Thomas Beard, Mezzotint Engraver

(fl. c. 1728)

Mezzotint Engraver

From A Dictionary of Irish Artists 1913

He has the distinction of being the first artist to do mezzotint engraving in Ireland; but there is no evidence that he was, as stated by Strutt and by Redgrave, a native of the country. In an advertisement in the "Dublin Intelligencer" of March, 1729, referring to the print of Archbishop King, the artist is mentioned as "Tho. Beard, from London"; and the print by him of the Countess of Clarendon appears to be of an earlier date than any of those done by him in Dublin. The precise date of his arrival in Ireland is not known; it may have been as early as 1724, but most of his Dublin work was done in or about 1728. Some of his prints were published by Wilkinson, in Chequer Lane, by whom Beard seems to have been employed. Among them was the print of William King, Archbishop of Dublin, the production of which was strongly resented by the Archbishop, as appears from a letter written by him to Francis Annesley, a lawyer in London, in March, 1729.

"There is one Wilkinson pretends to print mezzotint pictures; he came to me and desired that I would admit him to make one for me. I desired to see some of his work; he told me he had only done two, one of Macheath, the varlet in the Beggar's Opera, and the other of Polly Peachum. He showed me both of them, and I neither liked the pictures nor the originals, and conceived that if he had my picture he would show it with them. I do not think it convenient that my picture should appear in such company, and therefore positively forbade him to attempt any such thing; notwithstanding which he has stolen a copy and made a picture which he says is for me and shows it about. It is more like an ill-shaped lion's face than mine, and is a most frightful figure. I know no way to remedy this insult but to get my picture done in taille douce or mezzotinto in England; if this could be done from the picture that you have, or my Lord Lieutenant's [Lord Carteret] or Sir Hans Sloane's, it would do me pleasure. If the plate were graved and two or three hundred struck off and sent with the dates to me it would counterplot this ill man" (see Sir Charles King's "A Great Archbishop of Dublin," 1906, p. 299). Wilkinson published the print in March, 1729, two months before the Archbishop's death, and followed it by one of his successor, Archbishop Hoadly.

Beard left Dublin in, or soon after, 1729, and nothing further is known of him. His short stay did not result in establishing the art of mezzotinting in Ireland, and after his departure no mezzotints were produced until Brooks and Miller in 1741 established the school of mezzotinting which flourished for a short time in Dublin and had so great an influence on the art in England.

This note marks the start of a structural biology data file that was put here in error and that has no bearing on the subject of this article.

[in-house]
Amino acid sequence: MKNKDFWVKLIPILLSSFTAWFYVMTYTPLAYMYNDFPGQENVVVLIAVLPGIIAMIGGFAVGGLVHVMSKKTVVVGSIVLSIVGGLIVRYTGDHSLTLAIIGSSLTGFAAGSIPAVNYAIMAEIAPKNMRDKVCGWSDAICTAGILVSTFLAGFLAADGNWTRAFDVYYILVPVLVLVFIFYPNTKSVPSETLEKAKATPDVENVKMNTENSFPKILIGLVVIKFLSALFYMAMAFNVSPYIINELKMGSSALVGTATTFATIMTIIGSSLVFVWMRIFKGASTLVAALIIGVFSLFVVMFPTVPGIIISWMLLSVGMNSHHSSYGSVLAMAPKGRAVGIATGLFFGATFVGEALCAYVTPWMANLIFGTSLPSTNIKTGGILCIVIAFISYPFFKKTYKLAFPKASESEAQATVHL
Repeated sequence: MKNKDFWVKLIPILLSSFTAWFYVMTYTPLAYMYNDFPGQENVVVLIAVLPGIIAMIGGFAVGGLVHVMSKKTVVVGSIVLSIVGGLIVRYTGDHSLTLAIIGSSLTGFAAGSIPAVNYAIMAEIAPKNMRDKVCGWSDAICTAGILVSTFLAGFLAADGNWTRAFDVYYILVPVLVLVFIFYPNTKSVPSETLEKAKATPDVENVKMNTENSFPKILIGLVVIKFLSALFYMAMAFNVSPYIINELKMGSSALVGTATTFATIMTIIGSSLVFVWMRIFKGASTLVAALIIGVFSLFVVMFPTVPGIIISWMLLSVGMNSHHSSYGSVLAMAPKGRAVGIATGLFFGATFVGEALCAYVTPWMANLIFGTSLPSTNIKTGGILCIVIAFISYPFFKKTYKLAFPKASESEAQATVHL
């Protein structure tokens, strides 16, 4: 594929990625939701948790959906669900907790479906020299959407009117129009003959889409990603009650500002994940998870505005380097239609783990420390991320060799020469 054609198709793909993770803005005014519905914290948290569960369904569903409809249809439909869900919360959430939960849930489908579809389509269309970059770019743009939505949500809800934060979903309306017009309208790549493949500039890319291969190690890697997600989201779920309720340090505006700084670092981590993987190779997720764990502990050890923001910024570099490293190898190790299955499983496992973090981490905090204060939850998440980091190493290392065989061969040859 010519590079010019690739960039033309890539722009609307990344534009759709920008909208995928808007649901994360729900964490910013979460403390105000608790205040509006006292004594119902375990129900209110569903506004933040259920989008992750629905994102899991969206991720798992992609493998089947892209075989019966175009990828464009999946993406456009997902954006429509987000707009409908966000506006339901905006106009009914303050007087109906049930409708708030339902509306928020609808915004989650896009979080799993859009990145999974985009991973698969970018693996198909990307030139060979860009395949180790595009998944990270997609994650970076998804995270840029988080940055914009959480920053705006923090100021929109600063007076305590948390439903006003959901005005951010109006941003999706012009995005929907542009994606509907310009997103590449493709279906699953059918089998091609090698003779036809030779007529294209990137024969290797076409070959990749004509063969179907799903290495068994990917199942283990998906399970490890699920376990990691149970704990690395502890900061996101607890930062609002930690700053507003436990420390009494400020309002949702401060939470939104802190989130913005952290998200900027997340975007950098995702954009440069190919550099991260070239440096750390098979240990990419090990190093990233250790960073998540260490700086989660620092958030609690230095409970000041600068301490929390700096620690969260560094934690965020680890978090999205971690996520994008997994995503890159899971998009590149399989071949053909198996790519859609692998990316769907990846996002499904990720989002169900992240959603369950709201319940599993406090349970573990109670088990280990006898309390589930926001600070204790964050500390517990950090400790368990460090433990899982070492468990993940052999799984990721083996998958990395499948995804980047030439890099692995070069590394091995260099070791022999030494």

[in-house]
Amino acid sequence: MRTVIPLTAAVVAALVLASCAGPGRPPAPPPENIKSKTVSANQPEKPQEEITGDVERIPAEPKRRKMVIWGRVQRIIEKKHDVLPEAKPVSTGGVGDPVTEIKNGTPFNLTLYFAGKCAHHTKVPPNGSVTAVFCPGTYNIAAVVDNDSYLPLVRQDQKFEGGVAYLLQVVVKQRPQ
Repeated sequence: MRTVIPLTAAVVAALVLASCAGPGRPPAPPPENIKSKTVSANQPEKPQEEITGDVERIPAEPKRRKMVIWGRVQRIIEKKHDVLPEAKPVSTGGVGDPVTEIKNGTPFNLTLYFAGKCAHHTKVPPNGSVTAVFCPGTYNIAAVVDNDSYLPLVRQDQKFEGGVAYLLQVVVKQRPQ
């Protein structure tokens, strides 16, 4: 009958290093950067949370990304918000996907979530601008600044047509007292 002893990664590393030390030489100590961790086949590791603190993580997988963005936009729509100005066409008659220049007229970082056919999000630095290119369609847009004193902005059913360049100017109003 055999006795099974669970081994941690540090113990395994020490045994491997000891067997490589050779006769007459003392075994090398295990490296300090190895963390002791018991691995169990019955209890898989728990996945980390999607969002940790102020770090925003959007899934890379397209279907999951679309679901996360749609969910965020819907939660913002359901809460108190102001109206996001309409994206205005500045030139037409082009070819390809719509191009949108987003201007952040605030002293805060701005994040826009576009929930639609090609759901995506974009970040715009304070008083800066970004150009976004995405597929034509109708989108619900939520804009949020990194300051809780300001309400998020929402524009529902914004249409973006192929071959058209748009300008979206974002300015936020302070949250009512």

The following prints were done by Beard in Dublin, except that of the Countess of Clarendon done in London before his arrival in Ireland, and the print after Guido:

Hugh Boulter, Archbp. of Armagh; after Mat. Ashton, dated 1728. The original picture was probably painted in England when Boulter was Bishop of Bristol. The plate, reduced in size, retouched and artists' names erased, was republished by J. Orpin in Crane Lane.

Jane, Countess of Clarendon; after Kneller. Published by Bowles, London; undated, but done probably before Beard came to Ireland.

William Conolly, Speaker; after C. Jervas. Printed and sold by C. Reilly, Frame maker and Guilder in big Ship Street Dublin. An impression of this scarce print is in the Joly collection in the National Library, Dublin.

Richard Felsham, M.D., S.F.T.C.D.; after C. Jervas. Sold by Thos. Wilkinson at the Picture Shop in Chequer Lane. This print is not recorded by Chaloner Smith.

John Hoadly, Archbp. of Dublin. This print has no engraver's name, but is placed amongst Beard's works by Chaloner Smith, probably correctly. Hoadly became Archbishop in 1729.

William King, Archbp. of Dublin; after M. Dahl. "Just published a Print in Metzotinto of the Bishop of Dublin and are to be sold at Mr. Wilkinson's Picture Shop in Chequer Lane, where any Gentleman may be furnished with Prints of all sorts. N.B. If any Gentleman have a fancy for a private plate they may have it done at a very reasonable rate by Thos. Beard, from London" ("Dickson's Old Dublin Intelligencer," March 1 st, 1728-9). This is the print objected to by the Archbishop. A good impression is in the National Gallery of Ireland.

John Sterne, Bishop of Clogher; after Thomas Carlton. This is more frequently met with than any other of Beard's prints.

Thomas Wyndham, Lord Chancellor of Ireland; after M. Mitchell.

Captain Macheath, (Vanderbank, the Actor).

Polly Peachum, (Mrs. Sterling). These are the two portraits mentioned in Archbishop King's letter, quoted above, as produced by Wilkinson. Thomas Benson, at the Shakespeare's Head in Castle Street, advertised on 7th December, 1728, as just published, these two mezzotint portraits, "done by a masterly hand from London" ("Carson's Weekly Journal"). These prints have not been met with.

Liberality and Modesty; after Guido. Published in London by John Bowles.

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